Saturday Slash

The Saturday Slash

Meet my Hatchet of Death (or, some other colorful description RC Lewis and I come up with at any given moment). This is how I edit myself, it is how I edit others. If you think you want to play with me and my hatchet, shoot us an email.

We all know the first line of a query is your “hook.” I call the last line the “sinker.” You want it to punch them in the face, in a nice, friendly kind of way that makes them unable to forget you after having read the 300 other queries in their inbox.

If you’re looking for query advice, but are slightly intimidated by my claws, blade, or just my rolling googly-eyes, check out the query critique boards over at AgentQueryConnect. This is where I got my start, with advice from people smarter than me. Don’t be afraid to ask for help with the most critical first step of your writing journey – the query. My comments appear in green.

They were happy—that was all that mattered. Orphaned at a young age and raised by their grandmother Rose, Tommy, Isabelle and Joe have never wanted for anything. Rose had her quirks—she rarely left the house, wore a key around her neck to a locked closet they had never seen her open, and refused to speak about the past—but she loved them, and they were happy together. I like your opening para here. It’s got an interesting Gothic feel to it that certainly has me curious. But the last sentence here is a bit unwieldy.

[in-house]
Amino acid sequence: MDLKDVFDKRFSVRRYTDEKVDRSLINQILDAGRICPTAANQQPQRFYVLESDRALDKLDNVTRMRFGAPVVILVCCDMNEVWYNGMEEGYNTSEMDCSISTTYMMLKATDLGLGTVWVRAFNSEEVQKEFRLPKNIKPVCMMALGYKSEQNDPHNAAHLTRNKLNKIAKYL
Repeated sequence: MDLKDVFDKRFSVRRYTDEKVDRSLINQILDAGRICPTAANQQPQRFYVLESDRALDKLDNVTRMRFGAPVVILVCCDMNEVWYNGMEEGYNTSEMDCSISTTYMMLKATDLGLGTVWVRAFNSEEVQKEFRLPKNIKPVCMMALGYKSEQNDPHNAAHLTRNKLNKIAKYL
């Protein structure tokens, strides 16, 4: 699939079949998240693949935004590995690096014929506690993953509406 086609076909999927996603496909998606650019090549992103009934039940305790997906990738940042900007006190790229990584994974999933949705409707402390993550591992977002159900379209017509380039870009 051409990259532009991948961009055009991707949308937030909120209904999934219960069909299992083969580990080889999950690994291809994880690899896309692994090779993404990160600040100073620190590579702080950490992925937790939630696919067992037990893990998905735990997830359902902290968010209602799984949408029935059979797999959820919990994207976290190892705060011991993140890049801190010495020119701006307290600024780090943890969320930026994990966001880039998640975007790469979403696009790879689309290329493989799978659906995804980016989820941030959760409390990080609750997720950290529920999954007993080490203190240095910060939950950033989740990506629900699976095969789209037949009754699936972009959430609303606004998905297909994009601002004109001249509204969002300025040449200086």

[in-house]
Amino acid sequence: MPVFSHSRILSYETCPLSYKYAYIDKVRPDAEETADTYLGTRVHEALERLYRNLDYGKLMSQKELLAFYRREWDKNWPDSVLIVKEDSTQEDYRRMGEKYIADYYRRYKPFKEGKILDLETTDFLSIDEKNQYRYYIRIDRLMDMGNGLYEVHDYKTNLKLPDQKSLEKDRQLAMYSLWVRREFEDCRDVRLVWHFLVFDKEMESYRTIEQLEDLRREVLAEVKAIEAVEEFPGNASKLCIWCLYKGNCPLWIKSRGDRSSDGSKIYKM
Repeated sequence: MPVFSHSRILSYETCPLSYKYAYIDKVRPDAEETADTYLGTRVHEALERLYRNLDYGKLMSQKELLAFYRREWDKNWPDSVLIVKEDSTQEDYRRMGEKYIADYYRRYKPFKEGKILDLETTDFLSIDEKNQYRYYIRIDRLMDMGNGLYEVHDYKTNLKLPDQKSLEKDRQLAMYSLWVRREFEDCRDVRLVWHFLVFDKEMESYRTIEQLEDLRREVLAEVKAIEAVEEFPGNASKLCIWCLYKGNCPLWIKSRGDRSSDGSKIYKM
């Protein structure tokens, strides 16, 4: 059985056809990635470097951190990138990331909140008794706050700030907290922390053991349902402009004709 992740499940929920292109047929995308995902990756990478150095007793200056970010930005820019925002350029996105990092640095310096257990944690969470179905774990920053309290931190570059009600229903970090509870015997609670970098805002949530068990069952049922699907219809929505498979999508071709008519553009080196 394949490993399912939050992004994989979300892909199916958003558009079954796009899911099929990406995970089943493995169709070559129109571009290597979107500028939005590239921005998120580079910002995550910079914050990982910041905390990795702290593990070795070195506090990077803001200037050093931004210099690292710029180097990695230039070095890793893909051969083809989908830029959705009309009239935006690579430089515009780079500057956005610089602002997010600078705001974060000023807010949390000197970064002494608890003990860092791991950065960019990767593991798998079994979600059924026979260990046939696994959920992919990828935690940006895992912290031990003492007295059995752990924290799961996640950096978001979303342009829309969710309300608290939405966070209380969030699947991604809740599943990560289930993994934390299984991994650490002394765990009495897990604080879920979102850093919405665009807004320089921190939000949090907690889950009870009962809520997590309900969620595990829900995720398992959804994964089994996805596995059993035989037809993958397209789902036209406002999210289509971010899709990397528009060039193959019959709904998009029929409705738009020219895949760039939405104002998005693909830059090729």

But then a fire sweeps through their house, claiming the lives of Rose and Tommy and blowing the twice-orphaned Isabelle and Joe out of their safe, secluded world. They are sent to France to live with a cousin they’ve never met, and there they will learn that their grandmother’s secrets go deeper than they ever could have imagined. Same situation – you’ve got a rather unwieldy sentence here at the end. Also, the proper names of everyone here gets a little confusing, especially with two people dying right at the outset. Find rephrases – just “grandma” etc., to cut down on character name usage.